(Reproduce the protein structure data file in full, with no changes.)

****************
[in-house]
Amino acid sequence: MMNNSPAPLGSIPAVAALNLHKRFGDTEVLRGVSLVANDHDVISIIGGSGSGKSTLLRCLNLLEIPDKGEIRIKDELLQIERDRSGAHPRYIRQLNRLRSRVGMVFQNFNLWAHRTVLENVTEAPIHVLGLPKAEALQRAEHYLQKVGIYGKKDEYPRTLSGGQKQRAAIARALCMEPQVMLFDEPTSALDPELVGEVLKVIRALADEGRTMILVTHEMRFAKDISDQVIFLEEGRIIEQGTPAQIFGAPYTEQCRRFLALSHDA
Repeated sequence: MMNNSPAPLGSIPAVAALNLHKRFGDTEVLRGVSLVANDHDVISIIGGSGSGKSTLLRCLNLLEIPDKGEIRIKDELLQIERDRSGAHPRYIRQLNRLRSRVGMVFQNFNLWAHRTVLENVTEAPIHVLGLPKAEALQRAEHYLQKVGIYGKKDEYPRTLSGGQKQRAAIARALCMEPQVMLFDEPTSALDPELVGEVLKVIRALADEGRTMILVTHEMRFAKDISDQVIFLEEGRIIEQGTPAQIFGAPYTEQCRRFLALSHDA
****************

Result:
[in-house]
Amino acid sequence: MMNNSPAPLGSIPAVAALNLHKRFGDTEVLRGVSLVANDHDVISIIGGSGSGKSTLLRCLNLLEIPDKGEIRIKDELLQIERDRSGAHPRYIRQLNRLRSRVGMVFQNFNLWAHRTVLENVTEAPIHVLGLPKAEALQRAEHYLQKVGIYGKKDEYPRTLSGGQKQRAAIARALCMEPQVMLFDEPTSALDPELVGEVLKVIRALADEGRTMILVTHEMRFAKDISDQVIFLEEGRIIEQGTPAQIFGAPYTEQCRRFLALSHDA
Repeated sequence: MMNNSPAPLGSIPAVAALNLHKRFGDTEVLRGVSLVANDHDVISIIGGSGSGKSTLLRCLNLLEIPDKGEIRIKDELLQIERDRSGAHPRYIRQLNRLRSRVGMVFQNFNLWAHRTVLENVTEAPIHVLGLPKAEALQRAEHYLQKVGIYGKKDEYPRTLSGGQKQRAAIARALCMEPQVMLFDEPTSALDPELVGEVLKVIRALADEGRTMILVTHEMRFAKDISDQVIFLEEGRIIEQGTPAQIFGAPYTEQCRRFLALSHDA